Mobile Integrated Care for Childhood Obesity (MICCO)
Research Project Leader: Thao-Ly Phan, MD, MPH
MICCO aims to improve the model of care for families of children with obesity living in rural communities by increasing access to evidence-based obesity care and tailoring obesity care to the needs of rural communities. Stakeholder-engaged and qualitative methods were used to refine the care model, which includes access to community-based resources to address family needs, visits with interdisciplinary specialists to establish healthy lifestyle goals, and tools to promote healthy lifestyle behaviors. Components of the intervention are enhanced by outreach from community health workers and a mobile platform integrated with the electronic health record.
The care model is now being tested in a pilot randomized controlled trial with families from primary care practices in rural Delaware. Family engagement in care, child adiposity, and disparities in these outcomes will be contrasted between groups. The project aims to change practice paradigms by focusing on psychosocial determinants of childhood obesity, employing community-based resources and care navigators, leveraging Nemours’ state-of-the-art and user-friendly technology, and engaging stakeholders in all aspects of the project to ensure sustainable impact for families in rural Delaware.
HEARTPrep: A virtually-delivered psychosocial intervention for mothers expecting a baby with congenital heart disease
Research Project Leader: Erica Sood, Ph.D.
HEARTPrep is an innovative psychosocial intervention for mothers expecting a baby with congenital heart disease (CHD), delivered in English and Spanish via mobile app. Following prenatal diagnosis of CHD, expectant mothers report high rates of stress (65%), anxiety (44%), and depression (29%). Perinatal mental health problems have far-reaching implications, influencing long-term maternal mental health, maternal-infant interaction, and child developmental trajectories. These effects are heightened in families with greater social and economic disadvantage. Psychosocial interventions are needed to improve maternal wellbeing following prenatal diagnosis of CHD. In Dr. Sood’s prior work, 88% of mothers reported they needed, but didn’t receive, psychosocial intervention targeting their unique needs following prenatal diagnosis. Spanish-speaking families experience even greater barriers to mental health care due to structural inequities that have worsened over the last decade.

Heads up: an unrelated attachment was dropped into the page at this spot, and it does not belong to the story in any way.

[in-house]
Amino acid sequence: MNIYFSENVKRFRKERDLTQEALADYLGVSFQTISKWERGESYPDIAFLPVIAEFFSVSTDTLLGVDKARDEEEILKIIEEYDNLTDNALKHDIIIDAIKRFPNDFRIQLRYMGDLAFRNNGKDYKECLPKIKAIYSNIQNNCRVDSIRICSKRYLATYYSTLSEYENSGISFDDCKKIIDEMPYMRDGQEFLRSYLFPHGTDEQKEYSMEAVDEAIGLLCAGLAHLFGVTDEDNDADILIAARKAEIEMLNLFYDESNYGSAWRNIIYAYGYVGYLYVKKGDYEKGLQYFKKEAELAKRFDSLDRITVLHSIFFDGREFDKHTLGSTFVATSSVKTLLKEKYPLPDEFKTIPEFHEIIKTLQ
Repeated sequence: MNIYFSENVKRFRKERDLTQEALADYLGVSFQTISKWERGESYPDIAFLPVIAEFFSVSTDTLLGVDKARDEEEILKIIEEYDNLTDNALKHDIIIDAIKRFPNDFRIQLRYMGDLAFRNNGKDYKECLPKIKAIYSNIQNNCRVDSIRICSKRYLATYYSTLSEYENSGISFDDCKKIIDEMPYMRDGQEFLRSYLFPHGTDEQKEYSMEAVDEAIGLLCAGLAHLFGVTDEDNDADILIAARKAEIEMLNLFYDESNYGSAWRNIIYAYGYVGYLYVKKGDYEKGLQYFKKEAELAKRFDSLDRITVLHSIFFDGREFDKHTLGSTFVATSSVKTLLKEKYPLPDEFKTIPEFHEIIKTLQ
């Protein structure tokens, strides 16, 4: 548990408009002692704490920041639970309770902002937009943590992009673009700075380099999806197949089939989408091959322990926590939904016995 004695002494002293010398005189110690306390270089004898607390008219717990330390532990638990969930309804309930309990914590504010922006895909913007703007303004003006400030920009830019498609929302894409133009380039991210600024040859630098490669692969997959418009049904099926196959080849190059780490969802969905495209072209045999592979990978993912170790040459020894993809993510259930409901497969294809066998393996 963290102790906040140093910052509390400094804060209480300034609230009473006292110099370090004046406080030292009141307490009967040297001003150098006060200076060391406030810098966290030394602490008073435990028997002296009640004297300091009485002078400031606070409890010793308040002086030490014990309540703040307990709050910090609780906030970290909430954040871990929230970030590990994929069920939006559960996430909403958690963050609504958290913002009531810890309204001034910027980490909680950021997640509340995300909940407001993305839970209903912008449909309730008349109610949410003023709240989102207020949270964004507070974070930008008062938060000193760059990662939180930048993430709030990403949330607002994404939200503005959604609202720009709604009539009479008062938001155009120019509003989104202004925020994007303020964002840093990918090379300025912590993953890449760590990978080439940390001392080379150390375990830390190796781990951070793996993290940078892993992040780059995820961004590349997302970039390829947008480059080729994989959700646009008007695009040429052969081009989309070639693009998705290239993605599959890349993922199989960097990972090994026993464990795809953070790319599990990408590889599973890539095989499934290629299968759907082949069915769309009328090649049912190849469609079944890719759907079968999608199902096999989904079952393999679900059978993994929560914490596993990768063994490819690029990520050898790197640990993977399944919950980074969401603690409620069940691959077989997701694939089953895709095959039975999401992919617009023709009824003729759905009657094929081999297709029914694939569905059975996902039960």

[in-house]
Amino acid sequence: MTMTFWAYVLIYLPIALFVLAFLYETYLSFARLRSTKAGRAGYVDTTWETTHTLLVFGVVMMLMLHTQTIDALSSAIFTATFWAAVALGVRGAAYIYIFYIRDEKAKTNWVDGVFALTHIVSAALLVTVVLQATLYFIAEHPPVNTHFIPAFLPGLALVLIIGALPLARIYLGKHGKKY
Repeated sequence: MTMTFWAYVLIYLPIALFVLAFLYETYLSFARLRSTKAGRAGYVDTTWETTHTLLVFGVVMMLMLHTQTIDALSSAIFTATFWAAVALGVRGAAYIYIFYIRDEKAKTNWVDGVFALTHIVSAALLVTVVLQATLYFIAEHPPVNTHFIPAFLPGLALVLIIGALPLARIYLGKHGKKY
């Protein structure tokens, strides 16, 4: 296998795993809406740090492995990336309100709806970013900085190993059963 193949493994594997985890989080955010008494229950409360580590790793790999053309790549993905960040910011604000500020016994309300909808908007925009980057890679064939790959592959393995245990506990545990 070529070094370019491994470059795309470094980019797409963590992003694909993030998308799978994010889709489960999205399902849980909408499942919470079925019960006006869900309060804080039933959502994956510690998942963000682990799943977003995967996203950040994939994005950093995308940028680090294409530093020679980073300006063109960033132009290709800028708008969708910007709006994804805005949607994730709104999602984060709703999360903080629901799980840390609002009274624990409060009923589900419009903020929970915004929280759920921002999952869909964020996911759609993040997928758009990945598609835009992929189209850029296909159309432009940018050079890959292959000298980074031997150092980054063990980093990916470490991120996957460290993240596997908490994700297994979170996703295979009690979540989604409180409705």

Dr. Sood will refine HEARTPrep based on user feedback, determine whether HEARTPrep produces clinically significant improvements in maternal mental health (Proof-of-Concept), and conduct a randomized controlled trial with English- and Spanish-speaking mothers to evaluate preliminary efficacy. HEARTPrep has the potential to improve maternal wellbeing after prenatal diagnosis of CHD and alter perinatal mental health trajectories during a critical period for maternal-infant bonding and infant development. If determined to be efficacious, this model of psychosocial care could be adapted for other birth defects (3% of all births), given commonalities in maternal stress reactions and the disproportionate burden of perinatal mental health problems in disadvantaged groups.
Tech-Ex: A Peer Mentorship Program to Increase Equitable use of Continuous Glucose Monitoring Systems
Research Project Leader: Paul Enlow, PhD
This proposal will refine and evaluate the Technology Experts for Equity (Tech-Ex) intervention, which combines family mentorship (Technology Experts) with Technology Supports to address barriers to using CGM. Technology Experts, youth and caregiver mentors who are experienced with CGM, are well-equipped to help families learn about the benefits of CGM and problem-solve common issues. In Tech-Ex, their effectiveness is bolstered by support from the healthcare system, delivered through a state-of-the art mobile app (the Nemours App), that directly address other factors contributing to disparities in CGM use, such as limited access to culturally-tailored educational materials, poor patient-provider communication around problems with diabetes technology, and broader SDOH.
These Technology Supports include: a digital diary for families to facilitate patient-provider communication about CGM, culturally tailored educational materials, and screening for and addressing SDOH. Once refined, Tech-Ex will be evaluated in a pilot randomized controlled trial (RCT) guided by the Accelerated Creation to Sustainment Model, simultaneously evaluating effectiveness and implementation to enhance scalability and sustainability.